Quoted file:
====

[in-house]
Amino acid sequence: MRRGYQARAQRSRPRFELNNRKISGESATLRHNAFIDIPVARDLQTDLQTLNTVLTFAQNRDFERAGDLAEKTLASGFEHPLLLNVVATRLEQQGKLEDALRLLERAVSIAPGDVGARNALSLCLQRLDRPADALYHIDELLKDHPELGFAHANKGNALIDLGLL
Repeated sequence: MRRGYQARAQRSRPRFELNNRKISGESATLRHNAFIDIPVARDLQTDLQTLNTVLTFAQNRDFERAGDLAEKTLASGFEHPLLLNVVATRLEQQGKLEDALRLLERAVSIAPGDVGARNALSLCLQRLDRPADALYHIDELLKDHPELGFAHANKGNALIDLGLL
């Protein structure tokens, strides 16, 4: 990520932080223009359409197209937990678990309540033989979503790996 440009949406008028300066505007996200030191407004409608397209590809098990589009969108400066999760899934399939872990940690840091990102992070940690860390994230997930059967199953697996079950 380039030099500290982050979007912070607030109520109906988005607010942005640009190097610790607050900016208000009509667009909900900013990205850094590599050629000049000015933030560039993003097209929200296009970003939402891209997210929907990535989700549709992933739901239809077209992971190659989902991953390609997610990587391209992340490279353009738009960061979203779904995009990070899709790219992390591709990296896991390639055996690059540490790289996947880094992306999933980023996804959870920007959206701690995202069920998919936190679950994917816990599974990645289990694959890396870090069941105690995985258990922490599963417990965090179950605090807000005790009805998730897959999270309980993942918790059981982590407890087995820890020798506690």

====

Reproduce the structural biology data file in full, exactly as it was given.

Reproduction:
[in-house]
Amino acid sequence: MRRGYQARAQRSRPRFELNNRKISGESATLRHNAFIDIPVARDLQTDLQTLNTVLTFAQNRDFERAGDLAEKTLASGFEHPLLLNVVATRLEQQGKLEDALRLLERAVSIAPGDVGARNALSLCLQRLDRPADALYHIDELLKDHPELGFAHANKGNALIDLGLL
Repeated sequence: MRRGYQARAQRSRPRFELNNRKISGESATLRHNAFIDIPVARDLQTDLQTLNTVLTFAQNRDFERAGDLAEKTLASGFEHPLLLNVVATRLEQQGKLEDALRLLERAVSIAPGDVGARNALSLCLQRLDRPADALYHIDELLKDHPELGFAHANKGNALIDLGLL
């Protein structure tokens, strides 16, 4: 990520932080223009359409197209937990678990309540033989979503790996 440009949406008028300066505007996200030191407004409608397209590809098990589009969108400066999760899934399939872990940690840091990102992070940690860390994230997930059967199953697996079950 380039030099500290982050979007912070607030109520109906988005607010942005640009190097610790607050900016208000009509667009909900900013990205850094590599050629000049000015933030560039993003097209929200296009970003939402891209997210929907990535989700549709992933739901239809077209992971190659989902991953390609997610990587391209992340490279353009738009960061979203779904995009990070899709790219992390591709990296896991390639055996690059540490790289996947880094992306999933980023996804959870920007959206701690995202069920998919936190679950994917816990599974990645289990694959890396870090069941105690995985258990922490599963417990965090179950605090807000005790009805998730897959999270309980993942918790059981982590407890087995820890020798506690």